My mum didn't have a personality disorder and I believe she was a 'well-intentioned' enabler, however she did the same too. A fair number of the toys I enjoyed when I was little were hand-me-downs from my siblings but they felt like my toys. There was one in particular which I adored and it was my absolute favourite. For some reason she ended up giving it away to my cousins who lived hundreds of miles away and who we saw about once a year. I don't think she did it to be cruel, I think she was just oblivious to the fact that I loved it, and in a way that hurts just as much. I was the third child (I think 'the lost child' for a long time) and I think they just treated these things as surplus and unimportant by the time they reached me.

I've never really gone without anything material so it's not like I didn't have other toys to play with or was unable to buy more books as I got older. It's just the fact that these were mine (or at least I thought they were) and they made me happy when I was little. I remember the feeling of enjoying them but I can't re-live it the way I perhaps could if I physically had these things still and could read, smell and touch them. Anyone relate to this? I feel a bit out of order even writing this, as though I'm being bratty for ever expecting to have been able to keep them!  :Idunno:

Demelza! ♥️ I've watched all the seasons of Poldark on PBS but have thought of getting the books. I do love to read.

I love Poldark, it's proper Sunday evening 'put your feet up in front of the TV' watching for me.  ;D

Hi Blues-Cruise & Three Roses - Only just seen your replies - and thank you!  Great suggestions.  I need to come back here to update on my reading experience - as I have read some things over Christmas.  I'm a bit too tired right now, but I'll hope to come back later in the week, when I have more energy - and will write about it - as I appreciated all the suggestions, and took some of them on board - as my library stocked some of the books. 
Hope  :)

So nice to hear you did some reading over Christmas, Hope.  :) It is really therapeutic. There's a really good website I like using called 'Goodreads' where you can list books you've read and then it recommends you other things you might enjoy. I really like it because you can have a browse and then add books you're interested in to your 'To Read' list, so you don't forget all the things that have caught your eye.  :thumbup:

Art / Re: Creativity Thread for Inner Children - Please Join Us!!!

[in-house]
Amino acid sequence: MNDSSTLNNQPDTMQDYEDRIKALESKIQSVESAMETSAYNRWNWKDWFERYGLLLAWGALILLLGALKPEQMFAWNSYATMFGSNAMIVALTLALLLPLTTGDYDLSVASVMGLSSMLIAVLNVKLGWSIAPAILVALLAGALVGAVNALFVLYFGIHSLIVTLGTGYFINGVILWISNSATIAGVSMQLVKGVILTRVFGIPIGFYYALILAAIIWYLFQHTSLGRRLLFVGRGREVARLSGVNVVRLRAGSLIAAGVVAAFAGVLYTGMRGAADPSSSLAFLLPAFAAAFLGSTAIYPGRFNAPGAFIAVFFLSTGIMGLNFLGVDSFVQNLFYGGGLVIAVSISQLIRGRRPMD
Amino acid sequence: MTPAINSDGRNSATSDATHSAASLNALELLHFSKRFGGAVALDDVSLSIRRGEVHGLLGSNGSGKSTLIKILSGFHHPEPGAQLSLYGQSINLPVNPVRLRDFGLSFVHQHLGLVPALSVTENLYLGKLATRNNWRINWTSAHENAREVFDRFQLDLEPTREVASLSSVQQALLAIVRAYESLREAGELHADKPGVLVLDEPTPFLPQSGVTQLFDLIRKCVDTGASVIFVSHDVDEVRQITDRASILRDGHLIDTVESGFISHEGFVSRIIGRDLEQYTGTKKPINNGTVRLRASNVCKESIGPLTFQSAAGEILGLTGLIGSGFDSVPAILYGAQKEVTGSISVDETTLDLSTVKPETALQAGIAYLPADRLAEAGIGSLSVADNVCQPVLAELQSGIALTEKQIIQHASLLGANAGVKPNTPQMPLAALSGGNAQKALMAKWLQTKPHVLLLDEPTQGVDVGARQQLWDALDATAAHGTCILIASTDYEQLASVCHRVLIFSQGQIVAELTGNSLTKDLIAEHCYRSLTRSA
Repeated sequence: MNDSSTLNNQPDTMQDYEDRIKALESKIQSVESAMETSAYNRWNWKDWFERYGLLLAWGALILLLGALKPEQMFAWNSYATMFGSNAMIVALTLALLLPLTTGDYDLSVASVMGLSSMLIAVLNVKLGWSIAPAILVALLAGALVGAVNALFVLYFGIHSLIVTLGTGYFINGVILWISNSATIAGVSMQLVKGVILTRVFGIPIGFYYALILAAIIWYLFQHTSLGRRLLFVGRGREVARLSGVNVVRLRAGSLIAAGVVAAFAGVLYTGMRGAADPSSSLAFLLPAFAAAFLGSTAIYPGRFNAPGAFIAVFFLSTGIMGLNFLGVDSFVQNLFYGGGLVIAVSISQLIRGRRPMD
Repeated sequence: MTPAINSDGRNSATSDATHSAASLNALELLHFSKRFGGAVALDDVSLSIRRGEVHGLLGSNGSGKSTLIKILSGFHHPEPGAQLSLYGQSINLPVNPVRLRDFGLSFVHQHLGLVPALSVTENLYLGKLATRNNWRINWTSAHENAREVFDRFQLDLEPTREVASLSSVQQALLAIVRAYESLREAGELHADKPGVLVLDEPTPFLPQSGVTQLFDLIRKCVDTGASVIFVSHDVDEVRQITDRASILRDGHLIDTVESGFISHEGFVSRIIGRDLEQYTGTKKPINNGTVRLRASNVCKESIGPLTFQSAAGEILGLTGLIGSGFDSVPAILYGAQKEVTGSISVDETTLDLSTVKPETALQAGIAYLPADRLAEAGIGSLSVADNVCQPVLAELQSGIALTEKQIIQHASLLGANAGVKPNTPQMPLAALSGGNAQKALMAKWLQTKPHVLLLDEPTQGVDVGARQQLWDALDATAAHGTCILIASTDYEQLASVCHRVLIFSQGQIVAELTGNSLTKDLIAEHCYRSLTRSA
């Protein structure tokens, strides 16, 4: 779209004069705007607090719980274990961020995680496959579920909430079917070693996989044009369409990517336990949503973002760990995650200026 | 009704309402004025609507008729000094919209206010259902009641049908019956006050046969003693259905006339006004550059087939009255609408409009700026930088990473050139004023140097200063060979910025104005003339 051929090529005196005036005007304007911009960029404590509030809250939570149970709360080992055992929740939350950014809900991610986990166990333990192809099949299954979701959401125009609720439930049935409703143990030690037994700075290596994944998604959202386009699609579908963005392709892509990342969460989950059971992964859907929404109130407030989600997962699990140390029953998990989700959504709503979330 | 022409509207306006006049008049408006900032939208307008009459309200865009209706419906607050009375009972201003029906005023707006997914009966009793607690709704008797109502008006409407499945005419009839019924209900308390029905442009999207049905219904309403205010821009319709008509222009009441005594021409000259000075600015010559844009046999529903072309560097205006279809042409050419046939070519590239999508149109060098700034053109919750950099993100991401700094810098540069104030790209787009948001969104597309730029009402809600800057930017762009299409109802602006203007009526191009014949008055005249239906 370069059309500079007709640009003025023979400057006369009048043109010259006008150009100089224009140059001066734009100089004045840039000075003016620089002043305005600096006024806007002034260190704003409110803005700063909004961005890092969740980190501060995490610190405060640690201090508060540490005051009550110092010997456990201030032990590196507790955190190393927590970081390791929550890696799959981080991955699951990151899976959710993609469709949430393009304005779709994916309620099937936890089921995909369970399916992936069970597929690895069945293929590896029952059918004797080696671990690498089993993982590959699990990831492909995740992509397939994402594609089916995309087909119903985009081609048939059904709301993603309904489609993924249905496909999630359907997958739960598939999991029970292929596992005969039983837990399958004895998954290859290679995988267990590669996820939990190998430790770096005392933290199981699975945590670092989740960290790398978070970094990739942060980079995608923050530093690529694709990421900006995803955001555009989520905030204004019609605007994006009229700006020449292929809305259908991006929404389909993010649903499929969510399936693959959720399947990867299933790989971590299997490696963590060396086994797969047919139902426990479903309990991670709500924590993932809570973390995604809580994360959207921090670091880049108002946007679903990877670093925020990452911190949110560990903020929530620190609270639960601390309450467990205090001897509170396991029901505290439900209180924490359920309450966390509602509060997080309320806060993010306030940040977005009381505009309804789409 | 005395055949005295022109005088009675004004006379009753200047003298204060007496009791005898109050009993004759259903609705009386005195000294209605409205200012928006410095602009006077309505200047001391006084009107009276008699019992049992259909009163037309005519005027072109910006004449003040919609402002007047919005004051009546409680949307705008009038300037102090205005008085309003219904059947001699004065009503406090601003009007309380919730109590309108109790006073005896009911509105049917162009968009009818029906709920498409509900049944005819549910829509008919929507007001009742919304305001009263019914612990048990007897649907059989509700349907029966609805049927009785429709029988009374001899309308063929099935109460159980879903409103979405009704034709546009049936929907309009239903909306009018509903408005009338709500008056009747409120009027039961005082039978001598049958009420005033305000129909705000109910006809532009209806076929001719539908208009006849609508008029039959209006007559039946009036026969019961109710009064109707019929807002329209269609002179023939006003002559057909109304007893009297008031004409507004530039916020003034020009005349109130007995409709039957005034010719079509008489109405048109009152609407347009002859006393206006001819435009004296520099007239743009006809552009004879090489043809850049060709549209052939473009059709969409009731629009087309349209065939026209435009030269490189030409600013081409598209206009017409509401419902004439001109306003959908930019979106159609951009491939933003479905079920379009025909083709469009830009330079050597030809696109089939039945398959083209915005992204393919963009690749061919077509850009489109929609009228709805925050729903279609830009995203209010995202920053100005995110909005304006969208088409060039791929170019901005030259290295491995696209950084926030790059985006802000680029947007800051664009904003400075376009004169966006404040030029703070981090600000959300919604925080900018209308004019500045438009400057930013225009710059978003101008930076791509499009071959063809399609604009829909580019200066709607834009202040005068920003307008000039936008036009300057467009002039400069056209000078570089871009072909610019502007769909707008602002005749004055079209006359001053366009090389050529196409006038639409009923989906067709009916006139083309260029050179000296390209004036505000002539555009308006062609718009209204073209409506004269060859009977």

« on: January 14, 2019, 01:19:30 PM »
I love this idea!  :) As a child I absolutely adored sticker by number books. I've been looking for something a bit more mindful to do rather than browsing aimlessly on my phone, so I've bought this: Hehe, it was Ziggy that sold it for me.  ;D

Art / Re: Nature art
« on: January 14, 2019, 01:13:31 PM »
That's so beautiful, you're really talented.  :)

Christmas & New Years / Re: .A successful Christmas or difficult?
« on: January 14, 2019, 01:11:51 PM »
Blues cruise best wishes for your new self employ ment ...yes ive def found how i work and what i do is so important and that self care is no 1

Thank you.  :) That's absolutely it, I work in an office currently and it's just not for me anymore. Far too claustrophobic and too many triggers!

Family of Origin (FOO) / Re: Family rejection as the scapegoat
« on: January 14, 2019, 01:05:39 PM »
:hug: :hug: :hug: to you Blues!!! Wishing you a calm, peaceful, happy new year.

Thank you so much Finallyfree, I wish the same for you too.  :) :hug: and everyone else here also.  :grouphug:

I'm really sorry about your situation, blues_cruise, but I'm grateful that you started this thread. I relate to so much of what has been discussed here, so it's been really helpful. I have so many equivalents and comments I could make, but it's often difficult to feel in the right head-space to get into it all that I often just have to leave it. I sometimes contemplate starting a thread, but it often seems too hard. So again, thank you for starting one and providing the opportunity for others to flesh out some of these dynamics.  :thumbup:

I will say make one point/ observation - I continue to be amazed and fascinated that these are patterns of behaviour and types of experience that otherwise disconnected people all around the world experience in an astoundingly similar way. Isn't it weird that we all can understand each other so well, even though we are essentially strangers to each other and our lives are so far apart? Kinda blows my little mind  :aaauuugh: . It's also comforting, somehow, and helps to depersonalise the crazy a bit.

I totally understand about being in the right head space to get into it all. It is so therapeutic to talk about these things and I think it's the healthy thing to do, however it is really overwhelming. I think this is why this forum is so great because there's no pressure to be or do anything and it's really caring and forgiving (for instance when I'm really slow to respond!) It's so nice to just work through things gently.

Yep, I'm always amazed at how similarly I feel to others with dysfunctional families. Offline I talk myself into being 'the crazy one' and then when I read other people's stories I see so many similarities. Because I feel compassion for how other people feel having gone through it it then becomes easier to feel compassion for myself.  :grouphug:   

Pages: [1] 2 3 ... 14